All About RS422 Converters and Using The Right Serial Connector
Let's face facts: there's still a need for serial ports in this world. It could be that a device doesn't have USB or needs something USB cannot provide, or that the project simply doesn't warrant the added expense and complexity of USB. Whatever the case, serial remains a viable answer for many projects and systems. Add to that the fact that serial allows for longer cables and that RS232/RS422/RS485 are incredibly flexible data communication protocols thanks to the flexibility of the standards themselves and also to the ease with which you can communicate between protocols via converters, and it's no surprise that serial ports are here to stay.
Other commonly used jacks and plugs include the RJ-11 and RJ-45 formats. RJ-11, of course, is what's commonly known as a modem jack, and RJ-45 is generally associated with Ethernet connections. However, RJ-11 has six wires and RJ-45 8, and that is often enough even for complex serial connection projects. RJ-11 and RJ-45 jacks and plugs are inexpensive, reliable, and they use much less space than the DB-9 and DB-25 connectors, so keep them in mind.
One neat thing about all those different serial connectors is that it's very easy to convert from one to the other. Adapters and converters are readily available and if you keep some of the common ones in your toolbox, there won't be any unpleasant surprises when you tackle a project in the field. Oh, and also make sure to carry along some gender changers. While DTEs (Data Terminal Equipment) should use male connectors and DCEs (Data Communication Equipment) female connectors, that's not always the case, and then it's so much easier to just pop in a gender changer than to make or buy a new cable.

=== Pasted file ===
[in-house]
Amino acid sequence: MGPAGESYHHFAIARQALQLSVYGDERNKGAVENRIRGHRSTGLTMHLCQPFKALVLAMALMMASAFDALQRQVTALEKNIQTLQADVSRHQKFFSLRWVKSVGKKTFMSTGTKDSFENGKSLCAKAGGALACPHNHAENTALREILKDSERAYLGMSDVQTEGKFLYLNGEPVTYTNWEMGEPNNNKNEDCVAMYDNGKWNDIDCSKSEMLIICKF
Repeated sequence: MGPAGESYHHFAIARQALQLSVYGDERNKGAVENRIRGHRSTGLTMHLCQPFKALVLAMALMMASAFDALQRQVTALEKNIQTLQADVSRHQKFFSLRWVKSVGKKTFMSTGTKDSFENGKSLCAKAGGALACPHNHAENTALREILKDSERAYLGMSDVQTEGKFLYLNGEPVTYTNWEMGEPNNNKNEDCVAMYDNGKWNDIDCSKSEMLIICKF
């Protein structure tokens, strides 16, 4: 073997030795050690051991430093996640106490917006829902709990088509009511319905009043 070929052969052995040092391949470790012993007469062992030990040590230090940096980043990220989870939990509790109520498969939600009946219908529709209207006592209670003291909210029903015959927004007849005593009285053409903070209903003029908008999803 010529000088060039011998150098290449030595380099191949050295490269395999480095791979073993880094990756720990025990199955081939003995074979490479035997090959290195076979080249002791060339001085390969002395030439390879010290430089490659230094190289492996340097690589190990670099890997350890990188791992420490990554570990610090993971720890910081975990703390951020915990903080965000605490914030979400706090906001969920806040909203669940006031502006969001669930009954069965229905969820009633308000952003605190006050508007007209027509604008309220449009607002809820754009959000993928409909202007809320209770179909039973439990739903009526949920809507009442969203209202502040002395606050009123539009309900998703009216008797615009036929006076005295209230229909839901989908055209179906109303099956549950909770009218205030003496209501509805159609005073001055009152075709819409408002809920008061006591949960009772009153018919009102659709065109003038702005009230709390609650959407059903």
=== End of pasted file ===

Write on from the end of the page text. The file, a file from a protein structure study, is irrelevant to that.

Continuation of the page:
The one characteristic of serial communication that can throw a real monkey wrench into a project is when it's not clear which device is configured as a DTE and which as a DCE. That's usually the problem when you seem to have the right cable with the right genders, and yet, no communication. Sometimes both sides are configured as DTE or DCE. That's when you need a null modem, a special adapter that connects the proper outputs to the proper inputs.
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About the Author
+Chris Robertson is a published author of Majon International. All Rights Reserved. Copyright 2014 (Thu Jan 28 2010) Majon International. Majon International is one of the worlds MOST popular internet marketing and internet advertising companies on the web. Visit their main business resource internet marketing web site at: http://www.majon.com